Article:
We don’t know what truly happened to these men—although the date indicates it preceded the 1929 market crash. What we do know is that these men, at some point, truly attained the world’s standard of financial literacy. But you wonder how many of them had biblical financial literacy—knowing that as much as they believed they earned their wealth, it all belonged to God … that’s the first principle of biblical literacy. Could it have saved a suicide, a prison sentence, a penniless ending? Only one can ponder. Here’s a thought: take the road less traveled—learn biblical financial literacy so that if your world comes crashing down, you know who ultimately owns everything and where your hope lies!

READ and THINK … Find the Answers in the Bible
1. The term ownership means the legal right of possession. In Psalm 24:1, we learn who has legal right of possession of all we have. Describe the actions you should take knowing that everything in the earth is God’s? If asked how you steward or take care of what God owns, how would you respond? Respond with how you take care of the earth and how you take care of yourself:

Psalm 24:1 (New Living Translation)
The earth is the Lord’s, and everything in it. The world and all its people belong to him.



2. It’s pretty overwhelming to think that everything we have comes from God. It’s easy to believe that since we earned what we have, by our hard work, we own it. But, 1 Chronicles 29 puts an exclamation point behind Psalm 24:1 with an added twist. A substantial amount of honor and praise is given to God in 1 Chronicles 29:11-13. Write out all the praise that is given in the space below the scripture. Then, describe in your own words what verse 14 means when it says “we give you only what you first gave us.”

1 Chronicles 29:11-14 (New Living Translation)
11 Yours, O LORD, is the greatness, the power, the glory, the victory, and the majesty. Everything in the heavens and on earth is yours, O LORD, and this is your kingdom. We adore you as the one who is over all things. 12 Wealth and honor come from you alone, for you rule over everything. Power and might are in your hand, and at your discretion people are made great and given strength. 13 “O our God, we thank you and praise your glorious name! 14 But who am I, and who are my people, that we could give anything to you? Everything we have has come from you, and we give you only what you first gave us!” Answer: 3. Proverbs 3:9 tells us how we are to honor God, write out how:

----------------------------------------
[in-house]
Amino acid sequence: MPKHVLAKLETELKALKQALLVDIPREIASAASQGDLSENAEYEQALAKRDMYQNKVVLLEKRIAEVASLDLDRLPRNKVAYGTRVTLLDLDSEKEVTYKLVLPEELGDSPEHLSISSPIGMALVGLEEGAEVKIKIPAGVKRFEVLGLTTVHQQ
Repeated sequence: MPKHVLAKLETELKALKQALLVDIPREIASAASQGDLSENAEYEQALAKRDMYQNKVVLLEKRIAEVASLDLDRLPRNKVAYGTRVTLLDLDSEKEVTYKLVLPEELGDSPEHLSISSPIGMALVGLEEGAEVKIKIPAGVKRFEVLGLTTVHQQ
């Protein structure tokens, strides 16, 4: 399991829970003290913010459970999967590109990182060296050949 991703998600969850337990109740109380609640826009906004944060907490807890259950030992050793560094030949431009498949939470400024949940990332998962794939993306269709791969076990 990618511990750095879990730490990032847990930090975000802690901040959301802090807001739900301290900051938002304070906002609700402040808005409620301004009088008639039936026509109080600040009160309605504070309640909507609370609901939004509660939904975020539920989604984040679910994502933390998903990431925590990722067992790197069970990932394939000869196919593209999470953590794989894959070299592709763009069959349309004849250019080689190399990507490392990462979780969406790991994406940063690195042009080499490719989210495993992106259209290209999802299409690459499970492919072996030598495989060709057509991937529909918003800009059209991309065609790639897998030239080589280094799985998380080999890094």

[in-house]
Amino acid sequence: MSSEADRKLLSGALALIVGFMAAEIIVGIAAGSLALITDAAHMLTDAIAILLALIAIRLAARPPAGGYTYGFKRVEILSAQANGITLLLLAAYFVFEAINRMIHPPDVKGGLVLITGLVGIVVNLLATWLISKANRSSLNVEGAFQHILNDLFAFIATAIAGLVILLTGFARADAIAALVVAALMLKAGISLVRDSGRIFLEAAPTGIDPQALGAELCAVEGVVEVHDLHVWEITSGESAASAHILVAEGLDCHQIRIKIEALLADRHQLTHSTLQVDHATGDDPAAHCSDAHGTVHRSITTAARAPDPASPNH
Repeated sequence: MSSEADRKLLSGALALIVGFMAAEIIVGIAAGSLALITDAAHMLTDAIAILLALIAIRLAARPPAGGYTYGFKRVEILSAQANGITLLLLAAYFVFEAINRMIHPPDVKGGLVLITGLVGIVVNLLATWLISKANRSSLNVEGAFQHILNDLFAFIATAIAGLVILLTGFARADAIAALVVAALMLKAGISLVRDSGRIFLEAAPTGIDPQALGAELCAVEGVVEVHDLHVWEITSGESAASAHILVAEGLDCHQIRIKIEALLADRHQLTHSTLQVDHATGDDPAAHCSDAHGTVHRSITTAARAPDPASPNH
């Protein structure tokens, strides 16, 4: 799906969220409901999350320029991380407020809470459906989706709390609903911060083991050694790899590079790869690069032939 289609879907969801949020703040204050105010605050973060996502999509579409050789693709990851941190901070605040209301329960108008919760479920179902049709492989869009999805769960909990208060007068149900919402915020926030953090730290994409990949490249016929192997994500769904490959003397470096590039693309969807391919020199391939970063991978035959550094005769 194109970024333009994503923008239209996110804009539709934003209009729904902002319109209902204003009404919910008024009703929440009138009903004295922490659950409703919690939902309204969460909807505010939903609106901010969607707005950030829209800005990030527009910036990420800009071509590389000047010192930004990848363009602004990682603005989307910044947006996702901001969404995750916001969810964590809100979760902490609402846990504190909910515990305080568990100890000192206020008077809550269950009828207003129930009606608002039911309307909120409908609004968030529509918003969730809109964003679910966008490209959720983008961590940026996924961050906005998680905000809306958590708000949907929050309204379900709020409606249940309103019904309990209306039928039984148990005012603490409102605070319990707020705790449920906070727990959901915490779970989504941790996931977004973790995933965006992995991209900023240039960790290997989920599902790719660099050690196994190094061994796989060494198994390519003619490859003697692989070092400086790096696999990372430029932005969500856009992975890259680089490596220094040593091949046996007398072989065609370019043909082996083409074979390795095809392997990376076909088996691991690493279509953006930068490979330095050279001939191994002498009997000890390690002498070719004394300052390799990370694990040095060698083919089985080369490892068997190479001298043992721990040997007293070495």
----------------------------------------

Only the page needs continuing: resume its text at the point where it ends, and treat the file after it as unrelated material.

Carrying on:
Proverbs 3:9 (New Living Translation)
Honor the LORD with your wealth and with the best part of everything you produce.



LIVE…What will you do now?
Let’s be clear, there is nothing wrong with being financially literate according to the world’s standard. That in and of itself is being a good steward of all that God owns. But what we should do is begin our financial literacy training with a biblical view.

1. List out all of your major worldly possessions, one by one. Those things that you believe are of a sentimental or physical value. Perhaps you have these items listed in your Will somewhere. Take the time to list them here or on a separate piece of paper:

2. Write down the emotions and feelings that you would experience if you lost the items you listed, or if they were suddenly taken away from you:


3. How do you feel knowing that God owns all that you have listed?


PRAY…God, What do you want me to know & do?
Ask God to help you obtain a biblical financial literacy viewpoint. Ask Him for the peace in knowing that if everything came crashing down, you have hope in Him.

A reminder: if you are looking for the Daily Bible Reading Commentary, go to and click on the Daily Bible commentary link that precedes the Daily Bible Reading for a particular day. We are limited in space with our printed version to truly delve into a commentary study.